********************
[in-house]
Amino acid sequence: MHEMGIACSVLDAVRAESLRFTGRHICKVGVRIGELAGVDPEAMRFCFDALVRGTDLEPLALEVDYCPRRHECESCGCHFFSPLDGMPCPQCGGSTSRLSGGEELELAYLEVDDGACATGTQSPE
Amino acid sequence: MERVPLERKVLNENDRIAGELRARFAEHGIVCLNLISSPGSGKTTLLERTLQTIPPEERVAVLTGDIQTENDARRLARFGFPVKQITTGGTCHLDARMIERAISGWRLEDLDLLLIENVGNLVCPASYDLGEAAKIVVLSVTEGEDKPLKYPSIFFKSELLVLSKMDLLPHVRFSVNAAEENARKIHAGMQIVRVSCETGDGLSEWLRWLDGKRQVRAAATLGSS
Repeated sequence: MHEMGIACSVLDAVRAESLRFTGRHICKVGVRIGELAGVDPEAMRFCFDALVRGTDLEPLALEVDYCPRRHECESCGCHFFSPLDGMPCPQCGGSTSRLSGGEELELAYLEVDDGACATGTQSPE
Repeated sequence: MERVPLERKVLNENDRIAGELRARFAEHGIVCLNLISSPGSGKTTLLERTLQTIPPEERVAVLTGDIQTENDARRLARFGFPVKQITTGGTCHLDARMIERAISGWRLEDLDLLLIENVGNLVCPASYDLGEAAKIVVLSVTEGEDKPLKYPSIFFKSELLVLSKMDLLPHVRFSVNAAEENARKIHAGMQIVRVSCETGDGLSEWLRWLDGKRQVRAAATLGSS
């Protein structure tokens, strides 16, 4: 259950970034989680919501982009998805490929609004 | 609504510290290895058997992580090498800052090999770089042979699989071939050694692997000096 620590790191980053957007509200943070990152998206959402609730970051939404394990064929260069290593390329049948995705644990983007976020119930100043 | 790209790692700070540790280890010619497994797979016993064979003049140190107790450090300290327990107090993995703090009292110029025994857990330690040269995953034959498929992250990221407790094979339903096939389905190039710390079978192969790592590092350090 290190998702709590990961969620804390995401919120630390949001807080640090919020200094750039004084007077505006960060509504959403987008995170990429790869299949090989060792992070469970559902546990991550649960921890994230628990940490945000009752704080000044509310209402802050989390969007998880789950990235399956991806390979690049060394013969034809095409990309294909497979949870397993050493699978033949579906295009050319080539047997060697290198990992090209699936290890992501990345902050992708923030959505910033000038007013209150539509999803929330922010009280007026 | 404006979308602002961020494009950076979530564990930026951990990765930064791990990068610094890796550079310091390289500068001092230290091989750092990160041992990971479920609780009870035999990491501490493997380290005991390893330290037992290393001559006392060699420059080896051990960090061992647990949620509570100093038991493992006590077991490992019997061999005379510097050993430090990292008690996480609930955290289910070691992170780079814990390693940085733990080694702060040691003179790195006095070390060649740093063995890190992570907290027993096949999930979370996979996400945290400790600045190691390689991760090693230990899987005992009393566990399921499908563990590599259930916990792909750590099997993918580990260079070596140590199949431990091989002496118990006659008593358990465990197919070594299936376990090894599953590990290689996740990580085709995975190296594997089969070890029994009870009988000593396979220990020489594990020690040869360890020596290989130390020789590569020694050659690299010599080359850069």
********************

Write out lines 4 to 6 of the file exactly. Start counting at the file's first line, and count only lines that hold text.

Repeated sequence: MHEMGIACSVLDAVRAESLRFTGRHICKVGVRIGELAGVDPEAMRFCFDALVRGTDLEPLALEVDYCPRRHECESCGCHFFSPLDGMPCPQCGGSTSRLSGGEELELAYLEVDDGACATGTQSPE
Repeated sequence: MERVPLERKVLNENDRIAGELRARFAEHGIVCLNLISSPGSGKTTLLERTLQTIPPEERVAVLTGDIQTENDARRLARFGFPVKQITTGGTCHLDARMIERAISGWRLEDLDLLLIENVGNLVCPASYDLGEAAKIVVLSVTEGEDKPLKYPSIFFKSELLVLSKMDLLPHVRFSVNAAEENARKIHAGMQIVRVSCETGDGLSEWLRWLDGKRQVRAAATLGSS
């Protein structure tokens, strides 16, 4: 259950970034989680919501982009998805490929609004 | 609504510290290895058997992580090498800052090999770089042979699989071939050694692997000096 620590790191980053957007509200943070990152998206959402609730970051939404394990064929260069290593390329049948995705644990983007976020119930100043 | 790209790692700070540790280890010619497994797979016993064979003049140190107790450090300290327990107090993995703090009292110029025994857990330690040269995953034959498929992250990221407790094979339903096939389905190039710390079978192969790592590092350090 290190998702709590990961969620804390995401919120630390949001807080640090919020200094750039004084007077505006960060509504959403987008995170990429790869299949090989060792992070469970559902546990991550649960921890994230628990940490945000009752704080000044509310209402802050989390969007998880789950990235399956991806390979690049060394013969034809095409990309294909497979949870397993050493699978033949579906295009050319080539047997060697290198990992090209699936290890992501990345902050992708923030959505910033000038007013209150539509999803929330922010009280007026 | 404006979308602002961020494009950076979530564990930026951990990765930064791990990068610094890796550079310091390289500068001092230290091989750092990160041992990971479920609780009870035999990491501490493997380290005991390893330290037992290393001559006392060699420059080896051990960090061992647990949620509570100093038991493992006590077991490992019997061999005379510097050993430090990292008690996480609930955290289910070691992170780079814990390693940085733990080694702060040691003179790195006095070390060649740093063995890190992570907290027993096949999930979370996979996400945290400790600045190691390689991760090693230990899987005992009393566990399921499908563990590599259930916990792909750590099997993918580990260079070596140590199949431990091989002496118990006659008593358990465990197919070594299936376990090894599953590990290689996740990580085709995975190296594997089969070890029994009870009988000593396979220990020489594990020690040869360890020596290989130390020789590569020694050659690299010599080359850069």